Prachi Singhal Talks About Leading The First Women Startup Accelerator In India
- IWB Post
- December 7, 2017
While there are talks about women empowerment in every nook and corner, Zone startups India is actively taking the initiative in bringing this change.
I walk into the Bombay Stock Exchange building, a place that is so widely known by everyone. After getting through a million security checks, I finally make it to the 18th floor and enter the Zone office. A place full of colors, positive quotes and entrepreneurs involved in serious discussions. I spot Prachi from a distance, talking attentively to a team member. I go to greet her and realize she is one of those people that make you feel homelike.
23-year-old Prachi Singhal handles more than one can imagine at her age. She is the Program Manager who heads the startup community at Zone Startups India, Mumbai and recently moved to drive the Axis Bank Accelerator Program at Thought Factory in Bangalore. She also runs the Empower initiative, India’s first accelerator program for female tech entrepreneurs. Prachi shares her thoughts on the program and some of the success stories.
How did an idea for a women accelerator come about?
Zone is an international accelerator which helps tech start-ups. It came to India three years back, and our portfolio always had great women founders running businesses, scaling up and raising funds. In the first year itself, we had 13 to 15 women founders, despite this promising start, the number of start-ups by women founders are really low. Last year, we held a full day conference on women empowerment, and there were around 200 women in the group. Having spoken to them, we realized there isn’t really a platform for the same in India. That’s when we decided to create a separate platform.
What did you first start with?
Before we started this initiative, we researched to understand what were the main challenges women entrepreneurs face while starting up. We expected the results to say lack of funds, that did end up being one of the top reasons but equally important were other reasons. They did not get a platform to showcase their idea, to connect with peers and good mentors.
How did you select the startups?
We had an advisory board and two to three steps of selection. They were majorly chosen on the basis of a few things. The role the women member is playing in the startup, the stage of the startup, the background the women entrepreneur comes from and what can she give back to her peers.
You do not work with generic e-commerce or education startups, what is the reason behind it?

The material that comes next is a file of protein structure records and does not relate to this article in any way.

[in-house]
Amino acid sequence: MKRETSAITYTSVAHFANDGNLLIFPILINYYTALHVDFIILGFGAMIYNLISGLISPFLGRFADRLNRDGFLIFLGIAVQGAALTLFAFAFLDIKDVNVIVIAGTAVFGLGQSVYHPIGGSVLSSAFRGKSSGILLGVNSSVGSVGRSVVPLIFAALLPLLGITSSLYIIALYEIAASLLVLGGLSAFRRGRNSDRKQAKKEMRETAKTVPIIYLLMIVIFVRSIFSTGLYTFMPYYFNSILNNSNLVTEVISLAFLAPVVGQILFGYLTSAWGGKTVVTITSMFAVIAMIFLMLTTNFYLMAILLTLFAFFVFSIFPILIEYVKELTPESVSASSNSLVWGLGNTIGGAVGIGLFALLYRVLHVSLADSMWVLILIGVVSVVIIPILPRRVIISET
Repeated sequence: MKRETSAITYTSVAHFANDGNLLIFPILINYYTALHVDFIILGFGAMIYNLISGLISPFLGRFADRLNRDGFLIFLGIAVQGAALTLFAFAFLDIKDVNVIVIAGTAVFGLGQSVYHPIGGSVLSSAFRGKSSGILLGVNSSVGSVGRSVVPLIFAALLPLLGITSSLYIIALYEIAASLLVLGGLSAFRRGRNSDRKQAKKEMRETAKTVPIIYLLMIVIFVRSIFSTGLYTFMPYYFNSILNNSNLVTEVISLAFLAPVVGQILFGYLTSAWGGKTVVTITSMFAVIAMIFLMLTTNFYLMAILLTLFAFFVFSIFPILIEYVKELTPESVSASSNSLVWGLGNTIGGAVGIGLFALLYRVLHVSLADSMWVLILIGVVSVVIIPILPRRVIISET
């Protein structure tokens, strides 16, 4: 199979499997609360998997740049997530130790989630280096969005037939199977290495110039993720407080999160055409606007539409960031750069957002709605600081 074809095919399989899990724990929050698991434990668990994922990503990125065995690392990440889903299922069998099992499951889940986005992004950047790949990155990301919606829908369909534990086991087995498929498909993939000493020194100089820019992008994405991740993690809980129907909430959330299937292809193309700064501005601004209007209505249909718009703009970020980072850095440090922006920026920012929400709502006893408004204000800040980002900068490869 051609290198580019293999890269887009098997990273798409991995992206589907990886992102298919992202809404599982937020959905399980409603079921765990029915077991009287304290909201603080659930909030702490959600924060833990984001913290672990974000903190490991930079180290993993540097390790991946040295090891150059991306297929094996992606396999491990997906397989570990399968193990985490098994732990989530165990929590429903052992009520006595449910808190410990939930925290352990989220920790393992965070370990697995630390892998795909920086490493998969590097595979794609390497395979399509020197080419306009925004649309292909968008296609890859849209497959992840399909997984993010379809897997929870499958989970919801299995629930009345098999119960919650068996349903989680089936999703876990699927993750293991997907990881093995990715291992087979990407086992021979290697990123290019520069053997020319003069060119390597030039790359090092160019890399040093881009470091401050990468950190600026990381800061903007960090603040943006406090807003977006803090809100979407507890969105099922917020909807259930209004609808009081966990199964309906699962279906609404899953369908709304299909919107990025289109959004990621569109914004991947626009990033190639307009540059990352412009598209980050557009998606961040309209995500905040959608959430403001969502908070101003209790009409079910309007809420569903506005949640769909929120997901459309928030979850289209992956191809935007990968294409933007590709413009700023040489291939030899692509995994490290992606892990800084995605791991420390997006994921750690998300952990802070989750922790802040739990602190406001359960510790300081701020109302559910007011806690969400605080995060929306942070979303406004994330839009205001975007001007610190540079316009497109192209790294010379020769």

As an accelerator, we work with only tech startups and the ones that have a distinct value proposition. They should have a value proposition that is different from others, and that’s when generic e-commerce startups don’t fall into the right category. But if they have an entirely new value proposition we will surely look into it.
How did you come to be associated with this program?
Last year when we launched the initiative, it was a small team. Zone has always been a small team. It acts like a startup. When we discussed having a plan for women entrepreneurship in our team, I thought of taking the initiative. Since then I have been leading this program. I started by first understanding what women would require from this program, created and conceptualized the program starting from outreach to getting mentors on board. The team has always been a great support. I treat this program like my baby.
How geographically widespread is this program?
The accelerator is Pan-India now. Last year we started with three cities that are Mumbai, Bangalore, and Delhi. There are 15 to 16 cities from which we had applications come in. Starting from tier one cities like Mumbai and Delhi to tier two cities like Ahmedabad and Jaipur and also other cities like Uttarakhand to Chandigarh. We are all gearing up to launch our second edition on the 1st of September.
Tell us about anyone success story through this program
Last year we worked with 15 women entrepreneurs. The program actually received 181 applications. With the 15 that were selected, we conducted a 6-week program. All 15 of them have a great story of how a program like this, I’ll not say changed their lives because a startup journey has multiple challenges, but I do believe it helped them in growing. One of the startups Vanity Cube recently closed 100 cores from VLCC after the program. Project Mudra raised around 1.3 crores from Anand Mahindra just last week or so.
The biggest struggle that any woman entrepreneur face is distrust from the business community. Not recognizing their business acumen. During fundraising, women are not seen as able entrepreneurs. This leads to not being able to hire a good team or scale their startups resulting in not being able to run a business successfully.
With your plate being so full of various things, has the line of your professional and personal life blurred out?
At the age I am, the professional life is my priority compared to my personal life. Of course, it has mixed up a bit because my colleagues have become my good friends. It sometimes does get hectic, but I think it’s about how you manage your time. I’m hoping that I will be going on tremendously in my career and my personal life elements will keep adding in the future. So, I’m learning.
How do you unwind to get back in the zone?
I take very short vacations. I like to travel a bit. So, when I get a long weekend off I just like to go out and explore nearby places. Usually, I like to go unplanned and be a solo traveler.
What is your message to women who want to join this program?
Just reach out. To any women who want help, just say it out loud, and there will always be people, organizations, and platforms to help you. In the case of us as well, if you think you want to be a part of our program, keep a close watch on our website.